Use the environment to build your dog’s fitness and agility skills and make training easier
By Kim Campbell Thornton
Andrews McMeel Syndication
Does exercising and training your dog sound boring? Not a jogger or bicyclist? You don’t have to be an athlete (or at least not much of one) to make exercising your dog fun for both of you.
Parkour, for humans or dogs, is sort of an environmental agility course. Some parkour activities can be physically and mentally challenging, but at its simplest, think jumping over a puddle, balancing on a curb or climbing over a large fallen tree on a hiking path. This kind of activity can enhance your dog’s walks, or even indoor play in inclement weather -- just use sofas, stepstools and ladders instead. “Barkour” can benefit dogs of all ages and abilities, helping them to learn or maintain ways of moving through their world.
I have small dogs, but it has always been important to me for them to be both intrepid and in good shape. On walks, we practice balance by walking on or over curbs. At puddles, we get a running start and jump over them together. On hikes, we scramble over rocks or logs. At a shopping center or the beach, they might jump onto a bench and walk across it; dogs who do this particular activity should be healthy (no heart disease or arthritis, for instance) and built for jumping up (avoid it with long, low dogs who might hurt their back). Lift little dogs down to avoid injury. Having dogs place their paws up on a large rock or wall offers a great stretch.
Parkour involves many types of movements. Linda Rehkopf’s Labradors practice walking backward up a hill or incline. Walking backward is important for a dog’s sense of proprioception, and it’s something they can do indoors or outdoors.
Some dogs develop their own parkour program. Susan Rosenau’s Boston terrier Ruth loves chasing a Chuckit ball around the backyard. “She makes it extra aerobic by leaping up and down the different levels of the landscaping and taking the long way around back to me,” Rosenau says.
Rocks, stumps or the steps in front of people’s houses are all good for jumping up, balancing and sitting on, says Linda Lombardi, who uses the obstacles to exercise her pug Momo.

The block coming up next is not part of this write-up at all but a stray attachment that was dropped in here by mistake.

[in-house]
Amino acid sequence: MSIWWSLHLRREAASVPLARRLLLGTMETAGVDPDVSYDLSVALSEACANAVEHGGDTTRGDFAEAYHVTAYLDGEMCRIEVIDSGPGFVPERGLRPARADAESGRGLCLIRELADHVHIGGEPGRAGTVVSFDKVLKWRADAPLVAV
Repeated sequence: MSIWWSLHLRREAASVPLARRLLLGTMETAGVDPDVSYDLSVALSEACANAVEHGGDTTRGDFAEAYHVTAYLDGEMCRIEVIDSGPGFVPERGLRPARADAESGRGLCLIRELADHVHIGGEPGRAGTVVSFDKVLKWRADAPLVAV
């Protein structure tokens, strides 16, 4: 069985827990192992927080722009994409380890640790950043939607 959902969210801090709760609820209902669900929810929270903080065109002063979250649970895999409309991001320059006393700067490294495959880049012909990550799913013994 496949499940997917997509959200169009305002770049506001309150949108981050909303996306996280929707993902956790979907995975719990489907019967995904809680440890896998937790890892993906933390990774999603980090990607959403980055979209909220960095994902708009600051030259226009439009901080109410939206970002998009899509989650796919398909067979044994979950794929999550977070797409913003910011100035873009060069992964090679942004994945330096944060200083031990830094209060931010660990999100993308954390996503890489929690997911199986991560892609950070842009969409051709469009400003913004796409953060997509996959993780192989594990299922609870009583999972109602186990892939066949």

Just as you would have one for yourself in the gym, be a spotter for your dog, especially if she’s jumping onto a narrow wall, pillar or other object. Knowing you have her back is important for her safety and confidence.
What about training? When working with small dogs like my cavaliers, it can sometimes be difficult to get their attention when they’re so low to the ground. Having puppy Harper walk along the low wall surrounding our complex made it easier for her to see when I was asking her to do something, plus it was good balance practice.
Outdoor environments with other people offer opportunities to teach dogs to work through distractions. To teach this to his Bernese mountain dog Granate, who was learning to pull a cart, Adam Conn practiced at a public park near the busy playground area. Eliza Rubenstein’s Australian shepherd Carter recently practiced long down-stays during a noisy quinceanera -- a popular 15th-birthday celebration for girls.
For more information or to go to the next level and earn titles, contact the International Dog Parkour Association (dogparkour.org). Earning a title is as easy as submitting a video of your dog successfully and safely performing a checklist of actions, such as jumping over an obstacle taller than the dog’s elbow height; walking across an obstacle no wider than the width of the dog’s shoulders and at least elbow height without stepping off and back on; backing up three steps on flat ground; and walking between two obstacles. Start with Training Level and see how far you and your dog can go.
for cat play?
Q: What are the best toys for cats?
A: A better question might be: What aren’t the best toys for cats?
Our felines are clever and creative when it comes to what they’ll play with. Some items are tops on their list of faves, while others that they love are best avoided. Here’s what to consider.